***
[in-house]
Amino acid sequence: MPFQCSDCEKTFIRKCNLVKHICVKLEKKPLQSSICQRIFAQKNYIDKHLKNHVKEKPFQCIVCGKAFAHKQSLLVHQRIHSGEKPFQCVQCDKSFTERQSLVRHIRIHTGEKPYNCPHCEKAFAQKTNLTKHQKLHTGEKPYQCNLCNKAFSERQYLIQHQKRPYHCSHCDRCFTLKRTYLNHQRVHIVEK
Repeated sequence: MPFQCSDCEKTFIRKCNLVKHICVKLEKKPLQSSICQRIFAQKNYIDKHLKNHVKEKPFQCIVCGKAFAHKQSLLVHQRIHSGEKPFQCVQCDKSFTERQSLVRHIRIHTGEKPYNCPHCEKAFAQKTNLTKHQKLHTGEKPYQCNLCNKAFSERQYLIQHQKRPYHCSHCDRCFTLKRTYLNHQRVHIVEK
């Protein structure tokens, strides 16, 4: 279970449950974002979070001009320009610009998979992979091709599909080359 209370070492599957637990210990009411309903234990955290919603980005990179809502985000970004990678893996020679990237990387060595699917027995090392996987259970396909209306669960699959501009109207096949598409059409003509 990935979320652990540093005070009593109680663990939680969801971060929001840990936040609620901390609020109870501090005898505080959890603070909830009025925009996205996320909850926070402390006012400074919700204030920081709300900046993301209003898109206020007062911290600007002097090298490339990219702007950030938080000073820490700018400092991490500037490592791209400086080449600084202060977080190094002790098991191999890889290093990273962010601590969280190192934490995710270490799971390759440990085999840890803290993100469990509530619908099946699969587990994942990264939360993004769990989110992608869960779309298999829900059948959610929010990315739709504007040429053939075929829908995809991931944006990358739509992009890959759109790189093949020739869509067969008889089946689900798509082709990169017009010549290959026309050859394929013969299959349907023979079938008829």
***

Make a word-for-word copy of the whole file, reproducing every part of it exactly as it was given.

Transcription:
[in-house]
Amino acid sequence: MPFQCSDCEKTFIRKCNLVKHICVKLEKKPLQSSICQRIFAQKNYIDKHLKNHVKEKPFQCIVCGKAFAHKQSLLVHQRIHSGEKPFQCVQCDKSFTERQSLVRHIRIHTGEKPYNCPHCEKAFAQKTNLTKHQKLHTGEKPYQCNLCNKAFSERQYLIQHQKRPYHCSHCDRCFTLKRTYLNHQRVHIVEK
Repeated sequence: MPFQCSDCEKTFIRKCNLVKHICVKLEKKPLQSSICQRIFAQKNYIDKHLKNHVKEKPFQCIVCGKAFAHKQSLLVHQRIHSGEKPFQCVQCDKSFTERQSLVRHIRIHTGEKPYNCPHCEKAFAQKTNLTKHQKLHTGEKPYQCNLCNKAFSERQYLIQHQKRPYHCSHCDRCFTLKRTYLNHQRVHIVEK
């Protein structure tokens, strides 16, 4: 279970449950974002979070001009320009610009998979992979091709599909080359 209370070492599957637990210990009411309903234990955290919603980005990179809502985000970004990678893996020679990237990387060595699917027995090392996987259970396909209306669960699959501009109207096949598409059409003509 990935979320652990540093005070009593109680663990939680969801971060929001840990936040609620901390609020109870501090005898505080959890603070909830009025925009996205996320909850926070402390006012400074919700204030920081709300900046993301209003898109206020007062911290600007002097090298490339990219702007950030938080000073820490700018400092991490500037490592791209400086080449600084202060977080190094002790098991191999890889290093990273962010601590969280190192934490995710270490799971390759440990085999840890803290993100469990509530619908099946699969587990994942990264939360993004769990989110992608869960779309298999829900059948959610929010990315739709504007040429053939075929829908995809991931944006990358739509992009890959759109790189093949020739869509067969008889089946689900798509082709990169017009010549290959026309050859394929013969299959349907023979079938008829």